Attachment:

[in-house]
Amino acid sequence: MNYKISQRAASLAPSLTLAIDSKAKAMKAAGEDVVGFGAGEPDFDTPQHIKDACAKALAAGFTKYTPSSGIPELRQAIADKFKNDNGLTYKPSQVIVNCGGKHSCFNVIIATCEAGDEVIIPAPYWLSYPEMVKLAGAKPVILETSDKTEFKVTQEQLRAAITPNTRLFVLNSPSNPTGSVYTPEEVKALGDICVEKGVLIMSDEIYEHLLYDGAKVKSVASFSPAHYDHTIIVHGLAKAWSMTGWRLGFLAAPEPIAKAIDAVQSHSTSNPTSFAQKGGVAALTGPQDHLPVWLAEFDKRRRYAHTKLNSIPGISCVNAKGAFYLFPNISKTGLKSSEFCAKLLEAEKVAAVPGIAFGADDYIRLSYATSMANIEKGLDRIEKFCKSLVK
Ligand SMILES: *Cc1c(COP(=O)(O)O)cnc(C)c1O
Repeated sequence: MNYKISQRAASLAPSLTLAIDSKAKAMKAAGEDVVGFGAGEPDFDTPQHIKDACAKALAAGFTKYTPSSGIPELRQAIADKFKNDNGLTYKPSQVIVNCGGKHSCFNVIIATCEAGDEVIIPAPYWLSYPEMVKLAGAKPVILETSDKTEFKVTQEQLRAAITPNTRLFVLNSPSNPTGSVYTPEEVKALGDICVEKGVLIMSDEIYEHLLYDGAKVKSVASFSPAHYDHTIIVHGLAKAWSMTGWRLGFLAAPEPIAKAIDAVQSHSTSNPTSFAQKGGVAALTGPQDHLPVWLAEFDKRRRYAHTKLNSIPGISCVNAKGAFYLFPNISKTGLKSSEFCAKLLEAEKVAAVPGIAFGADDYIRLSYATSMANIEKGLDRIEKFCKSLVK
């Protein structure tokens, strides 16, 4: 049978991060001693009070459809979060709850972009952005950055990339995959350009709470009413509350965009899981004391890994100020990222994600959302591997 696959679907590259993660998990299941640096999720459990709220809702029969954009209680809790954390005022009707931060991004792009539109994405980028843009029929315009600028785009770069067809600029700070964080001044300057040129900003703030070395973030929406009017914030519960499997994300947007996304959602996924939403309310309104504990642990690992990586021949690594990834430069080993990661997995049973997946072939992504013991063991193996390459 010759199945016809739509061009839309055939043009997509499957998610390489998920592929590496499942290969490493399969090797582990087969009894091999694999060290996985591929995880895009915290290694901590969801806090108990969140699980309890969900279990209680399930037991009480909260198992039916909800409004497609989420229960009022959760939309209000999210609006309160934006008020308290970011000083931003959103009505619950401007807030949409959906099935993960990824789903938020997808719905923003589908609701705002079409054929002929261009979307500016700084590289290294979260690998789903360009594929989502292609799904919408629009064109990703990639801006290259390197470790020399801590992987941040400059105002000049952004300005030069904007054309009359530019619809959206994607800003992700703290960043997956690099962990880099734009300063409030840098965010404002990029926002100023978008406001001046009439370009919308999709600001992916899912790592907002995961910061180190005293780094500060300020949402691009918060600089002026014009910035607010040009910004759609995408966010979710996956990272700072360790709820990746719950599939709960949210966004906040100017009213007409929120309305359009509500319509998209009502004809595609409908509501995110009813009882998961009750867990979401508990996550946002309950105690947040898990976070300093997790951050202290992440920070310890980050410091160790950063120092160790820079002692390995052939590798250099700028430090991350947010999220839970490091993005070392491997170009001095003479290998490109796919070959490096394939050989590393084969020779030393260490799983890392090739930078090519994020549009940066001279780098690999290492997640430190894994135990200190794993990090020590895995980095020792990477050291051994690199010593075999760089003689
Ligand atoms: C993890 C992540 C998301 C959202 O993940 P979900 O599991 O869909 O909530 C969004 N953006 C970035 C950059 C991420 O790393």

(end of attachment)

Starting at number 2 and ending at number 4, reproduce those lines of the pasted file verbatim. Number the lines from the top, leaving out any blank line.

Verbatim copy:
Amino acid sequence: MNYKISQRAASLAPSLTLAIDSKAKAMKAAGEDVVGFGAGEPDFDTPQHIKDACAKALAAGFTKYTPSSGIPELRQAIADKFKNDNGLTYKPSQVIVNCGGKHSCFNVIIATCEAGDEVIIPAPYWLSYPEMVKLAGAKPVILETSDKTEFKVTQEQLRAAITPNTRLFVLNSPSNPTGSVYTPEEVKALGDICVEKGVLIMSDEIYEHLLYDGAKVKSVASFSPAHYDHTIIVHGLAKAWSMTGWRLGFLAAPEPIAKAIDAVQSHSTSNPTSFAQKGGVAALTGPQDHLPVWLAEFDKRRRYAHTKLNSIPGISCVNAKGAFYLFPNISKTGLKSSEFCAKLLEAEKVAAVPGIAFGADDYIRLSYATSMANIEKGLDRIEKFCKSLVK
Ligand SMILES: *Cc1c(COP(=O)(O)O)cnc(C)c1O
Repeated sequence: MNYKISQRAASLAPSLTLAIDSKAKAMKAAGEDVVGFGAGEPDFDTPQHIKDACAKALAAGFTKYTPSSGIPELRQAIADKFKNDNGLTYKPSQVIVNCGGKHSCFNVIIATCEAGDEVIIPAPYWLSYPEMVKLAGAKPVILETSDKTEFKVTQEQLRAAITPNTRLFVLNSPSNPTGSVYTPEEVKALGDICVEKGVLIMSDEIYEHLLYDGAKVKSVASFSPAHYDHTIIVHGLAKAWSMTGWRLGFLAAPEPIAKAIDAVQSHSTSNPTSFAQKGGVAALTGPQDHLPVWLAEFDKRRRYAHTKLNSIPGISCVNAKGAFYLFPNISKTGLKSSEFCAKLLEAEKVAAVPGIAFGADDYIRLSYATSMANIEKGLDRIEKFCKSLVK